Thyroid eye disease can occur as a result of Graves’s disease, or hyperthyroidism and much less common as hypothyroidism. Infiltration of the muscles and tissues surrounding the eye can cause poor eye movement, proptosis, or bulging of the eyes, eyelid malpositioning, and visual loss. Patients can present with a single eyelid retraction, or mild proptosis, or have a dramatic change in their appearance, which can also be a sight-threatening disease if not treated correctly. Thyroid disease and other autoimmune diseases can be physically and emotionally debilitating to the patient.

  • How do you treat thyroid eye disease? Management of patients with this disease is often multidisciplinary and includes endocrinologists, internists, strabismus surgeons, ophthalmologists, and oculoplastic surgeons. Patients with severe sight-threatening progression of the disease often require high-dose steroid treatment, radiation therapy, or surgery to decompress the eye and preserve sight.
  • What is the surgery for thyroid eye disease? The surgery to correct sequela of thyroid eye disease can vary from eyelid retraction surgery to orbital decompression. Surgery is usually outpatient or overnight stay and can take a few hours per eye. Patients may also require surgery to straighten the muscles that move the eye and eyelid surgery to remove extra tissue.
  • What is the recovery process for surgery after thyroid orbital decompression? This process of eye and orbit rehabilitation after a diagnosis of thyroid eye disease can take years, but the majority of the post-operative bruising and swelling will occur for the next weeks after surgery. Dr. Amato and the team of specialists work closely together and are there to explain the process to you and help you through it every step of the way. Other autoimmune disorder can cause eyelid inflammation including inflammatory orbital syndrome, IgG4 inflammation, and others. For more information, refer to Graves Eye Disease, American Thyroid organization or www.thyroid.org.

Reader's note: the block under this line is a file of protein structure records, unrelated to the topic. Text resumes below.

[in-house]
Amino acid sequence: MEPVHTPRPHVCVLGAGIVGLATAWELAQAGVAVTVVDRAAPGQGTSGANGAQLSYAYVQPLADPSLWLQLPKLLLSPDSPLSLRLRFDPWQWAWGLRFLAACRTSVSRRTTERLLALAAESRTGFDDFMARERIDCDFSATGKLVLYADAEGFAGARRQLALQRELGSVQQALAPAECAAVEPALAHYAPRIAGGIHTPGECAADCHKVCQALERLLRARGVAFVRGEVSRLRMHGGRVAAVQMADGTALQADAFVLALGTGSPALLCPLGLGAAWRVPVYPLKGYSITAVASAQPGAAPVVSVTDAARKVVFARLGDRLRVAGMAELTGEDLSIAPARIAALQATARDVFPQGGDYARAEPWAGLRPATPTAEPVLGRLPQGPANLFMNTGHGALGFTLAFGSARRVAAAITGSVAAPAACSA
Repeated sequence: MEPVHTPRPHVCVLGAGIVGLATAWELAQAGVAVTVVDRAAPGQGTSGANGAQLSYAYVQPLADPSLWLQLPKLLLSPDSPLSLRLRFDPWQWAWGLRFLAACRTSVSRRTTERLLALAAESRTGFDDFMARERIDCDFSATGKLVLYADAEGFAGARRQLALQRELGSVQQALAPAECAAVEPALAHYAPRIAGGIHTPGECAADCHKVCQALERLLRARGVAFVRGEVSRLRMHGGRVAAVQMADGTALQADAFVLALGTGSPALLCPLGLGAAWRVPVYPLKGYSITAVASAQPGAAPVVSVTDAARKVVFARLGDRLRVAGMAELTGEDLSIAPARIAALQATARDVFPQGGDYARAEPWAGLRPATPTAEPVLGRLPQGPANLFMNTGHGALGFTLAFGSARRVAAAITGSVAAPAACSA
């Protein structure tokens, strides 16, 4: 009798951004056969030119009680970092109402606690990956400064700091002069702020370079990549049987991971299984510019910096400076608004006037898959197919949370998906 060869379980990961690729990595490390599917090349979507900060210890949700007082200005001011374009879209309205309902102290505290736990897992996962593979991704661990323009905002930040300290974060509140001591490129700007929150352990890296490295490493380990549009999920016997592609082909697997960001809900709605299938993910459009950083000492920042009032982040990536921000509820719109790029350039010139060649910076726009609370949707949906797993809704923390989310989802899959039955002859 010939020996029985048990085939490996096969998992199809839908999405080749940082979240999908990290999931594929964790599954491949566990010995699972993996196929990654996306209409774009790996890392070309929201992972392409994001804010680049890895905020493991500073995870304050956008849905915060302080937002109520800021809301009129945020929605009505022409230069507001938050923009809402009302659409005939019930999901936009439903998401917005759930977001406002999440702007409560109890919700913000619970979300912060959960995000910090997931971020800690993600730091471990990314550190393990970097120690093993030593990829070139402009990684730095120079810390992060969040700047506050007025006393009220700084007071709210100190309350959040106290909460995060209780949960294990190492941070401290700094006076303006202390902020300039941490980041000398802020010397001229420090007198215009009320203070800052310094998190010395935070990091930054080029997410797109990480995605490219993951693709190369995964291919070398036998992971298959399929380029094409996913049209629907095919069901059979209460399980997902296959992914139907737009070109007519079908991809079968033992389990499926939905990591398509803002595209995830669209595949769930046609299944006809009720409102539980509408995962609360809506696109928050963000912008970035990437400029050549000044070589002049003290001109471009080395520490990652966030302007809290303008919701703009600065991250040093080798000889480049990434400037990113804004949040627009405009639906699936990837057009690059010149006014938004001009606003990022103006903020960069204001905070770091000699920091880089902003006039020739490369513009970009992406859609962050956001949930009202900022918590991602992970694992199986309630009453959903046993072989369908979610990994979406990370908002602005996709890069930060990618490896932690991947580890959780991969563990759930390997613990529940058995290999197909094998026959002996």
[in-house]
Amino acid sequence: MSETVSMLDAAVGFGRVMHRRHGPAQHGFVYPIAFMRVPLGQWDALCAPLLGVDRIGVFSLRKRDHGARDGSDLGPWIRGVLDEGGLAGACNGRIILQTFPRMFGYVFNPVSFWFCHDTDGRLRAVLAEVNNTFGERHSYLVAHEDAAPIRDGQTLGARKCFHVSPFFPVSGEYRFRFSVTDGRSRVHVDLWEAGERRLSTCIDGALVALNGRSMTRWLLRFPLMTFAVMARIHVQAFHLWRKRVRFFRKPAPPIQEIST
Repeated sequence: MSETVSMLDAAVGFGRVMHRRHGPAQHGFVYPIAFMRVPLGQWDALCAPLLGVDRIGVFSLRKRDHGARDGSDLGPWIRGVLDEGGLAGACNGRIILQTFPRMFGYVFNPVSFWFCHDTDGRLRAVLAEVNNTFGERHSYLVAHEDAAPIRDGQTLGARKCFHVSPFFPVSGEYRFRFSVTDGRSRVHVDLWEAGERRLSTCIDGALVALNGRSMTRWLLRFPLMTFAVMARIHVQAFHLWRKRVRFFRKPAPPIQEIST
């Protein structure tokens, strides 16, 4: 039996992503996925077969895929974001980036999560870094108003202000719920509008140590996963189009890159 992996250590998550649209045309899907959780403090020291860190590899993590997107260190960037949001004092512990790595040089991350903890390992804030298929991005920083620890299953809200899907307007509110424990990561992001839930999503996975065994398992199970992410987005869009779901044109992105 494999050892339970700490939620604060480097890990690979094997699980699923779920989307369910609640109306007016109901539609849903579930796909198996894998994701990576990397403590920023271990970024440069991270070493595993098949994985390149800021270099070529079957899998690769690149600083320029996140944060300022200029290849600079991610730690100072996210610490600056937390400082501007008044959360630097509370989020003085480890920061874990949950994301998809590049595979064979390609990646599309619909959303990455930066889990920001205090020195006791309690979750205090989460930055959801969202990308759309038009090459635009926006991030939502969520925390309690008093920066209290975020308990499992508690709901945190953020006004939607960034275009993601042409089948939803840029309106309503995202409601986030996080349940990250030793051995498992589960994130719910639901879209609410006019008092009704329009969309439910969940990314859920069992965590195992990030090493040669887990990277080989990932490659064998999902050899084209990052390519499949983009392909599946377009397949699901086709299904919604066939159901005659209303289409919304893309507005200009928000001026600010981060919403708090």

Scar tissue can result from injury or surgery, which may be unsightly or deforming to the eyelid. Scarring can cause poor function and closure of the eyelid, notching of the eyelid margin, drooping eyelids, misdirected lashes, and ultimately irritation to the eye or affect vision. Repair of facial injuries or eyelid lacerations is essential to avoid unnecessary problems with healing and the best cosmetic result. It is essential to have an eyelid specialist evaluate, and property repair the many intricate layers and structures of the eyelid for the best cosmetic and functional result. Tear duct injuries can commonly result with lower eyelid lacerations, in which a specialist should reconstruct the duct for proper function of the tear drain to avoid tearing. Scar revision can be addressed surgically to improve these problems. Dr. Amato has repaired hundreds of patients of all ages with orbital-facial traumas for the past 18 years.

Facial